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Yankee Stadium, 1927

Yankees owner Col. Jacob Ruppert, after being notified by the National League's New York Giants that they were no longer wanted as tenants in the Polo Grounds, decided to build the best stadium of its kind right across the Harlem River, in the Bronx. On May 2, 1922, White Construction Company began building what was to be dubbed "The House that Ruth Built."

Built in only 185 working days, and for an estimated cost of $2.5 million, Yankee Stadium was ready and officially opened on April 18, 1923. That year, the Yankees would win their first World Series.

Spectators would be seated in baseball's first three tiered stadium. Original capacity at Yankee Stadium in 1923 was 58,000; immense by baseball standards at the time. The three levels, made of concrete and steel, extended from behind home plate out to the respective foul lines in both left and right field. A distinctive white facade adorned the top of the third deck. There was a single deck in left field, and wooden bleachers around the rest of the outfield.

In 1927, capacity was 62,000. Dimensions were 281 feet to the left field line, 415 feet to left, 490 feet to left center, 487 feet to center, 429 feet to right center, 344 feet to right, and 295 feet down the right field line. There was 82 feet behind home plate for a catcher to chase wild pitches.

As was common at the time, each white foul line was extended past home plate. There was also a dirt "pathway" leading from the mound to home plate. The Yankees dark green dugout was on the third base side, and bats were lined ap at the top of the dugout stairs. Their bullpen was in left center. Batteries would be announced over megaphone.

Past the warning track, the outfield gradually sloped upwards toward the bleachers. White billboards adorned the base of the bleachers; advertising "Ever-Ready sterilized shaving brushes" in left center, and "Gem razors" in right center. The flag pole in left center was in play. The manual scoreboard, which also featured scores of other games, was above the bleachers in right center.

The bleachers in right center were often referred to as "Ruthville" or "Gehrigville". For 1927, Ruppert lowered the price of admission on the 22,000 bleacher seats from 75 cents to 50 cents. Seats in the grandstands sold for $1.10.

Opening Day was April 12, 1927 vs. the Philadelphia Athletics. An unofficial attendance of 73,206 packed Yankee Stadium, breaking the attendance record of 63,600 that had been set in Game 2 of the 1926 World Series. Attendance for the 1927 season was 1,164,015, setting a Yankee Stadium record. Average attendance for the 77 games played at Yankee Stadium was 15,117. Game times were in the afternoon, most commonly 3:30 PM. Mark Koenig said that "playing shortstop at Yankee Stadium was tough later in the game looking straight into the sun."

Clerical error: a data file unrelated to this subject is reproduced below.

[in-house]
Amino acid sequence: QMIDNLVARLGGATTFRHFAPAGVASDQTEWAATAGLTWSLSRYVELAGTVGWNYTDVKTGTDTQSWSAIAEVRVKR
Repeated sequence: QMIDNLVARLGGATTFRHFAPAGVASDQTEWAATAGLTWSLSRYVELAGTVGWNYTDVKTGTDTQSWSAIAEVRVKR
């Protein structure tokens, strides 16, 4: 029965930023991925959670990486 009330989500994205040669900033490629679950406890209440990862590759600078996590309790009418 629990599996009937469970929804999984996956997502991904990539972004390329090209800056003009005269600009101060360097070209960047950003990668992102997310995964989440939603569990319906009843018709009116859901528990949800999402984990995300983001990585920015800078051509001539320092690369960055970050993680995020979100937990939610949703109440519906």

At Yankee Stadium, Tony Lazzeri hit three home runs on June 8th vs. Chicago in a 12-11, 11 inning victory. On Independence Day, 72,641 saw the Yankees sweep a doubleheader from second place Washington, winning 12-1 and 21-1 to distance themselves from the rest of the league. The Yankees returned home from a road trip on September 8th. They would win 17 of their final 21 games to close out the season.

Also, on September 8th, "Tony Lazzeri Day" was held at the Stadium. On September 17th between games of a double header, spectators from the right field bleachers presented Earle Combs with a gold watch to show their admiration. On October 1st, the United German Societies held "Lou Gehrig Day" at the Stadium.

The Yankees were 57-19 (one tie) at Yankee Stadium in 1927, tying the American League record for home wins. They won every season series against the other American League teams at Yankee Stadium, including 10-1 vs. St. Louis, and 9-1 vs. Boston.

The Yankees batted .312 at home, with 11 players batting over .300, led by Ruth's .372. They set the ML record for home runs with 158, hitting 83 of them at home. Babe Ruth hit 28 of his ML record 60 home runs at home, including his 60th on September 30, 1927 against the Washington Senators. Lou Gehrig hit 24 of his 47 home runs at home.

The Yankee pitchers had a 2.75 ERA at home. Opponents batted .251 and hit 30 home runs at Yankee Stadium.

After winning the first two games of the 1927 World Series in Pittsburgh, the Yankees returned home. They won Game 3, 8-1, in front of 60,695 spectators on October 7th behind Herb Pennock's brilliant pitching. They became the first American League team to sweep a World Series on October 8th, winning 4-3 behind Wilcy Moore's complete game in front of a crowd of 57,909.

After the 1927 season, in the winter of 1927-28, the second and third decks were added in left field, and several rows of box seats were removed, extending the left field foul line from 281 to 301 feet.



A special thank you to Paul Munsey at Ballparks.com
Ballparks by Munsey and Suppes

Email: jeffrey.linkowski@verizon.net